The Panel Study of Income Dynamics is the world’s longest-running longitudinal household survey, tracking family economic histories every year from 1968 through 1997 and biennially since. The initial study wave consists of a nationally representative sample of families in 1968 along with an oversample of low-income families, totaling approximately eighteen thousand individuals in five thousand families. Unique to the PSID, the survey follows children of sample members into adulthood as they form their own households. Partly because of extensive follow-up measures, the sample size has grown to nearly twenty-five thousand individuals in more than 8,500 families as of 2011. Important for the study of family dynamics in health and labor market decisions, the PSID codes information at both the family and individual levels.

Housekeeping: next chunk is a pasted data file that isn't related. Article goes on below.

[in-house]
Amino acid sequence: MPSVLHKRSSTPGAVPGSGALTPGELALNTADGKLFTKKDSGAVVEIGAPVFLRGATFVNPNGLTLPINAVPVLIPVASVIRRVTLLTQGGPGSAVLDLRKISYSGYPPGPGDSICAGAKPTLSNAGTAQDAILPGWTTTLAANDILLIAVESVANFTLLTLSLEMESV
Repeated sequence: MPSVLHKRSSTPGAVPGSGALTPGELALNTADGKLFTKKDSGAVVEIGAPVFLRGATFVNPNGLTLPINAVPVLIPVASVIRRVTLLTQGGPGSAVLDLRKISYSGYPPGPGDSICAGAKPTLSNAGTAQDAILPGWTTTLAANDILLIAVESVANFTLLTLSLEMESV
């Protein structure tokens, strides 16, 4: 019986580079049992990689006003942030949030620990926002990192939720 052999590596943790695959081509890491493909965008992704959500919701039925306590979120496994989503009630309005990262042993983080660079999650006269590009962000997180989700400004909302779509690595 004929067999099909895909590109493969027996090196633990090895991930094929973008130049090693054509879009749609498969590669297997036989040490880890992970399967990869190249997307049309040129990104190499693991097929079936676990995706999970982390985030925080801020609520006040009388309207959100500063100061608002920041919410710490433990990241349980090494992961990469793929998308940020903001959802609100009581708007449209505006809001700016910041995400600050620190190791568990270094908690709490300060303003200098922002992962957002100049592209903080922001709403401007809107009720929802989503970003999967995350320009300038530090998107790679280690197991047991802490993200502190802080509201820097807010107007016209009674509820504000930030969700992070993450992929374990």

To examine the relationship between health shocks and changes in wealth, we construct a panel of data collected biennially from 1999 to 2011 (n = 7,422 couple-years). Because the sample of nonblack racial minorities in the PSID is small, we include only those who are black or white. Further work is necessary to examine heterogeneity within and across a more comprehensive list of racial categories. Those eligible for analysis include married or cohabitating couples who remain in their relationship for at least two consecutive waves of data between 1999 and 2011. We restrict the sample to couples in which both individuals are ages forty-five to sixty-four to better gauge the effects of health shocks on wealth for a portion of the working-age population prior to eligibility for full Social Security benefits and typical retirement age.